On the right, a pendant to Queen Charlotte, is John Bull, a fat 'cit', who gives a fierce kick to the spherical posterior (a giant orange) of a little fleeing creature (the Prince of Orange). He says: "Thats your 'Xmas Box. You'll neither get pay Nor Princess here." The Prince takes a flying leap to the right with outstretched arms; he wears a conical hat with a pipe stuck in it; he says: "Look at me well—I come for inspection so hope you'll give me my Christmas Box."
Above this, a pendant to the Spanish scene, are steps leading from the ground to an altar (right) lit by two tall candles on which sits a realistic Virgin holding the Child. On his knees on a cushion before the altar, the duc d'Angoulême holds up on a pole a (silver) figure of a naked infant in a sitting position (see No. 12797). He declaims:
"Chaste Virgin-Mother, Source of Life!
A Husband & a barren wife
Whose nuptial bed no Children bless
To thee their vows, their Pray'rs address.
This costly silver Babe behold
(Had we been rich it had been gold!)
This Babe we offer at thy shrine:
Accept the [sic] O Queen divine!
Give us a Babe to Crown our joy
Of flesh and blood, a chopping Boy!"
Behind, and on a lower step, kneels the Duchess with tensely clasped hands; both are grotesquely thin. Two fat nuns bend towards her; one puts her hand on her shoulder, saying, "You had better try the warming pan trick a[s] Boney did [cf. No. 12330]." Beside the statue is a gnarled and decayed tree-trunk with a few bare branches on which two birds sit facing each other. One says: "I think mate we had better change our quarters." The other answers: "I think so too, what fruit can we expect from a barren tree?"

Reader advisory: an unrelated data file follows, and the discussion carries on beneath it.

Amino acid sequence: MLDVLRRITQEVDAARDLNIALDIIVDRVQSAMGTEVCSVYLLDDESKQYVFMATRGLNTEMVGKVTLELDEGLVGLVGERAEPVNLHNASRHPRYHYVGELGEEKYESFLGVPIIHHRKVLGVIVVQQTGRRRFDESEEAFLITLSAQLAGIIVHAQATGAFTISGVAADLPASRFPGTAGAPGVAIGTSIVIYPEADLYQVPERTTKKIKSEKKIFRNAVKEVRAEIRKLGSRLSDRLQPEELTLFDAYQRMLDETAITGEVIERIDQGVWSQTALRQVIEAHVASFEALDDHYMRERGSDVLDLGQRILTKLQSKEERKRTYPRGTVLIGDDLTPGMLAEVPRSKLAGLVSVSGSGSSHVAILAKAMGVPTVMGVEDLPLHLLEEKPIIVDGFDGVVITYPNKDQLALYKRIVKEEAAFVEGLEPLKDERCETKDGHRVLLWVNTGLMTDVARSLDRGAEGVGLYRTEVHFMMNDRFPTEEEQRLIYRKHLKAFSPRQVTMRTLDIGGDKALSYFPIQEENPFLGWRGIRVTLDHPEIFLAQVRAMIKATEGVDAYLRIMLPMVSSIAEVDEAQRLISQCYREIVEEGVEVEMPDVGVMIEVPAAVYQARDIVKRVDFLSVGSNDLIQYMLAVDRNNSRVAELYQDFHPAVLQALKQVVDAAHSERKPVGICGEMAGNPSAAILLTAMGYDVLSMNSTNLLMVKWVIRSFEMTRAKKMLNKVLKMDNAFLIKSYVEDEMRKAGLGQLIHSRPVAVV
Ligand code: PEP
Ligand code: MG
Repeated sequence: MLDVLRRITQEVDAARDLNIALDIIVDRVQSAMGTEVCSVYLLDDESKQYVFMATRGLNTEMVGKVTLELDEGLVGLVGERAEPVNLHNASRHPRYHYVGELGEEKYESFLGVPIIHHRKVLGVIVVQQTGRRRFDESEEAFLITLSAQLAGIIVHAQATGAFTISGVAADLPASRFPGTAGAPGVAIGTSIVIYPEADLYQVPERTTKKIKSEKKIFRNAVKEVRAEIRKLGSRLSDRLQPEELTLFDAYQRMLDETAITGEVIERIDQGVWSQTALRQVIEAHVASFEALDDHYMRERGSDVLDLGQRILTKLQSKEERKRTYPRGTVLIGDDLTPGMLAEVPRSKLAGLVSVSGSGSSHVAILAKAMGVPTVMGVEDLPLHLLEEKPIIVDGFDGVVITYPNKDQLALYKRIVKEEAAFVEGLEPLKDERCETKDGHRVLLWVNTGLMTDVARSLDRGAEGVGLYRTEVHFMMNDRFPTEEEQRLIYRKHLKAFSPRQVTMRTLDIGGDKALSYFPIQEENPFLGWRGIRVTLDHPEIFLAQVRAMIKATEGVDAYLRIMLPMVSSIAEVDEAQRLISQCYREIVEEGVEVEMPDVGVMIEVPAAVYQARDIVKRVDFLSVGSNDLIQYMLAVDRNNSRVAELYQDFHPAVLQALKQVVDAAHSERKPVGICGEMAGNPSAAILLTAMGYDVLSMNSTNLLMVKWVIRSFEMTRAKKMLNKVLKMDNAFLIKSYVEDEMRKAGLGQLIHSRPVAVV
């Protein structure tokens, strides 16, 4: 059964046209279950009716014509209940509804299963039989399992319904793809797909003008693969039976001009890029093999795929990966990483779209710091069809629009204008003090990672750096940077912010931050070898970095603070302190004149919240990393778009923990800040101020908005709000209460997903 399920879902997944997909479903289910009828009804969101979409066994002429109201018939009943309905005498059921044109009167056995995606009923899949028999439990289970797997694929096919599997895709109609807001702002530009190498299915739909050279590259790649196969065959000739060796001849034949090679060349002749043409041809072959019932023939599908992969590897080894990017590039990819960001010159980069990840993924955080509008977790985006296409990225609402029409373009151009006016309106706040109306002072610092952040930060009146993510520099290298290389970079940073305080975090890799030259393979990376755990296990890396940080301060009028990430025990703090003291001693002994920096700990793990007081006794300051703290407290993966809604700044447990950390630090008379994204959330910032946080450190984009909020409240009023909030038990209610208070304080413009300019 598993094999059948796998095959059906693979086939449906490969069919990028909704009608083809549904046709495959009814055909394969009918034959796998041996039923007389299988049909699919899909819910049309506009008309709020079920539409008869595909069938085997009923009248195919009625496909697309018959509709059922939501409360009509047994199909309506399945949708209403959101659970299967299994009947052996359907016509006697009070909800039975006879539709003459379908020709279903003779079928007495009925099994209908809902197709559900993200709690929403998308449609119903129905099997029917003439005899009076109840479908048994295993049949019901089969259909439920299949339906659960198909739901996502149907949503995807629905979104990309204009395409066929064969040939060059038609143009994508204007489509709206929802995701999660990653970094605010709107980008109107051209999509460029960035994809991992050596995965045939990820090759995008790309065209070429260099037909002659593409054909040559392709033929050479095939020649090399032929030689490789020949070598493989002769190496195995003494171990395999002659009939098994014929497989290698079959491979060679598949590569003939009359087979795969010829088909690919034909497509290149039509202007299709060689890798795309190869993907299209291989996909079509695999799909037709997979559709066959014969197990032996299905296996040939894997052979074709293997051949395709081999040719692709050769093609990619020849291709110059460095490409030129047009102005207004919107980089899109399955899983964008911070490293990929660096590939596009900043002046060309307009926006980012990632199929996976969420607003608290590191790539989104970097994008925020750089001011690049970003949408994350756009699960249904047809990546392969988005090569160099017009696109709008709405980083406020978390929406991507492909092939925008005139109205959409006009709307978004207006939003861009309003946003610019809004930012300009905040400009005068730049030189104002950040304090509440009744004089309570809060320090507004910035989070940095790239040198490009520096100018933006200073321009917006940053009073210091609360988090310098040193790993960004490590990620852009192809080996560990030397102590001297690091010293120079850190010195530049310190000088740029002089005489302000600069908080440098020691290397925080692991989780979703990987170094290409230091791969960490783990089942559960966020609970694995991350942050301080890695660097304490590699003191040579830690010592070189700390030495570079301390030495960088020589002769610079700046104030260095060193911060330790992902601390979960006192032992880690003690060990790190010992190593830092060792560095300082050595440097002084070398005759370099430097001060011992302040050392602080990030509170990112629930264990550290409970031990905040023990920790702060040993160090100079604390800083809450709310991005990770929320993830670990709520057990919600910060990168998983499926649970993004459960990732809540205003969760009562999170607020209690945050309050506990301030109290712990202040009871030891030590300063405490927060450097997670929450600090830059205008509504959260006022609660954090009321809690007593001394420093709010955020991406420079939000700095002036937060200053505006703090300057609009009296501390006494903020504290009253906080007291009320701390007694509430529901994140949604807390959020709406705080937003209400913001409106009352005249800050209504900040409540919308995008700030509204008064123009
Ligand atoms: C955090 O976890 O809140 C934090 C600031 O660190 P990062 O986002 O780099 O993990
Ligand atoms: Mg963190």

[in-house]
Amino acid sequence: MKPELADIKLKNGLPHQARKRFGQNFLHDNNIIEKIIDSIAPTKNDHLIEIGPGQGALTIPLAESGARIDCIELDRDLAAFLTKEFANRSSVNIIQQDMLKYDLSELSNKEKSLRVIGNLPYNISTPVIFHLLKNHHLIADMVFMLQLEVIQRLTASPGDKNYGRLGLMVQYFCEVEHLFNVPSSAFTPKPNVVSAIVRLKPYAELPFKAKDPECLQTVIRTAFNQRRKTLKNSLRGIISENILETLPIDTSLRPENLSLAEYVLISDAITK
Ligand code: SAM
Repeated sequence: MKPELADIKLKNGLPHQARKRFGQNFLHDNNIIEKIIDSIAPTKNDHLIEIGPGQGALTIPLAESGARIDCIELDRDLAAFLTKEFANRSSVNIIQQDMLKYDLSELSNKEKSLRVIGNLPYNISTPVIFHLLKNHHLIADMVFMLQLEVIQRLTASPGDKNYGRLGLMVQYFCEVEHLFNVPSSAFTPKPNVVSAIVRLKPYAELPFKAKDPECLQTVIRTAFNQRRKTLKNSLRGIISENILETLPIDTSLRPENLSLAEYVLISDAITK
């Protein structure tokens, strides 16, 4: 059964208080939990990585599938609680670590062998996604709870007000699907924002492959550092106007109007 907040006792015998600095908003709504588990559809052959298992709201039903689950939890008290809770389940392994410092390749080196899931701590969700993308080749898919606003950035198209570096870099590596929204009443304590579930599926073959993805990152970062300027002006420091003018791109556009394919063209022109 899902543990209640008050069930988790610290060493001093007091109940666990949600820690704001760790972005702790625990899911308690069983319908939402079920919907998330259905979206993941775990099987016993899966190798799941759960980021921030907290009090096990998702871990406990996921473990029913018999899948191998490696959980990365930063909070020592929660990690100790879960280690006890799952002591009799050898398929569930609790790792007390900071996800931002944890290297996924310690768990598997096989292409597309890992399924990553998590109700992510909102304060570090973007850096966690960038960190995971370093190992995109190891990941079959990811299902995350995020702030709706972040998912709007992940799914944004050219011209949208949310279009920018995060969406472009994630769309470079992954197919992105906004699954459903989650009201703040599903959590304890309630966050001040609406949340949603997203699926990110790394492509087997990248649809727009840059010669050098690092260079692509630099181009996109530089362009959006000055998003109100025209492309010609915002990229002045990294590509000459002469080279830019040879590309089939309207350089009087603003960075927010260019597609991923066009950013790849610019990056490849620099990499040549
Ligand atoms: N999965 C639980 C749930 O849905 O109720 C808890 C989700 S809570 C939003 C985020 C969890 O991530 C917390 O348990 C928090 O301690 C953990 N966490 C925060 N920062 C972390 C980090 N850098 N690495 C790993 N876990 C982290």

1 January 1816
Etching and aquatint
- Production date
Height: 215 millimetres
Width: 485 millimetres
- Curator's comments
- (Description and comment from M. Dorothy George, 'Catalogue of Political and Personal Satires in the British Museum', IX, 1949)
For the contrast between the warlike (but insulting) gifts of the Tsar, and those symbolizing dissipation given by the Regent, cf. No. 12296. For McMahon and the women cf. No. 11730. The second design satirizes the family quarrel over the marriage of the Duke of Cumberland to his first cousin, and the friendly letter from the Queen to her brother, the Grand-Duke of Mecklenburg-Strelitz, on the news, promising that the bride should be a welcome guest. When the Queen soon afterwards absolutely refused to receive the new Duchess, this letter, after a preliminary threat (on 4 Sept.) was published (in part) in the 'Morning Chronicle'. It ended: 'I have sent by the messenger six pounds of tea and two cheeses; eat the latter to my health; and in drinking the tea, remember a sister whose attachment to you will not cease but with death.' 'Examiner' (citing 'Morning Chronicle'), 8 Oct. 1815. See Nos. 12591, 12996. For Ferdinand VII and the petticoat see No. 12508, &c. In his exile 'according to the published eulogies of one of his chaplains [he] was occupied in embroidering petticoats for the Virgin Mary'. 'Examiner', 7 Jan. 1816. For Princess Charlotte's rejection of the Crown Prince of the Netherlands see No. 12280, &c.; any proposed Prince Consort was subject to attacks as a would-be pensioner of John Bull, while the Princess's popularity and the Regent's wish for the marriage contributed to the satisfaction at the rupture. The duc d'Angoulême married his cousin in 1799; there was no prospect of an heir to the Crown till after the marriage in 1816 of his brother, the duc de Berry.
Reid, No. 560. Cohn, No. 732. Broadley, ii. 9 f.
- Not on display
- Acquisition date
- Prints and Drawings
- Registration number